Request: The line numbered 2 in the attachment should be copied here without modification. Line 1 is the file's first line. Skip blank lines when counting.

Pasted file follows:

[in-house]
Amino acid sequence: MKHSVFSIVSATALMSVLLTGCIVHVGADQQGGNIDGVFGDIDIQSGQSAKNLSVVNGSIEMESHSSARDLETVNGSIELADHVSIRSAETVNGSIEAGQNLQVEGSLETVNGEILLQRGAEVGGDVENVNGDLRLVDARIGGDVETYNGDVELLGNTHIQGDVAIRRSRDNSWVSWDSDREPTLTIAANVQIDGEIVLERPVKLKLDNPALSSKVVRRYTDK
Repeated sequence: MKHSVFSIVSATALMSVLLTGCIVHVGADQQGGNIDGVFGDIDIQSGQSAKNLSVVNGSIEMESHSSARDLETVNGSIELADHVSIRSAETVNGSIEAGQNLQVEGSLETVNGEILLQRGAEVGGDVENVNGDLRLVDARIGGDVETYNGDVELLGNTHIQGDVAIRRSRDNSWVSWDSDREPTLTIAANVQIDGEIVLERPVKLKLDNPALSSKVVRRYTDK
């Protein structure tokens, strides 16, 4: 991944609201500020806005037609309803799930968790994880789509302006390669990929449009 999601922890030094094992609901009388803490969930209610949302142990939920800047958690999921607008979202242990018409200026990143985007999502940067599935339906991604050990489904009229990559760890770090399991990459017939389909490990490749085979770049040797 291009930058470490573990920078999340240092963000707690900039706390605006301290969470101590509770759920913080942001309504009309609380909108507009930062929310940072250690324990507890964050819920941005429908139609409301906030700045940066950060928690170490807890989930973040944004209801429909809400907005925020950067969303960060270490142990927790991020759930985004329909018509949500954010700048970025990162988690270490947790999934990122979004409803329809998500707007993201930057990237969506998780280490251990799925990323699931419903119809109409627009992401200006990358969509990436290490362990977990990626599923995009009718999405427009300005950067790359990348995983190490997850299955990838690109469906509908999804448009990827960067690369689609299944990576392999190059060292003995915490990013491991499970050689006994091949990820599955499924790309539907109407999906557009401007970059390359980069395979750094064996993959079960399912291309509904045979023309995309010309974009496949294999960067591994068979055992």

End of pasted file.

Amino acid sequence: MKHSVFSIVSATALMSVLLTGCIVHVGADQQGGNIDGVFGDIDIQSGQSAKNLSVVNGSIEMESHSSARDLETVNGSIELADHVSIRSAETVNGSIEAGQNLQVEGSLETVNGEILLQRGAEVGGDVENVNGDLRLVDARIGGDVETYNGDVELLGNTHIQGDVAIRRSRDNSWVSWDSDREPTLTIAANVQIDGEIVLERPVKLKLDNPALSSKVVRRYTDK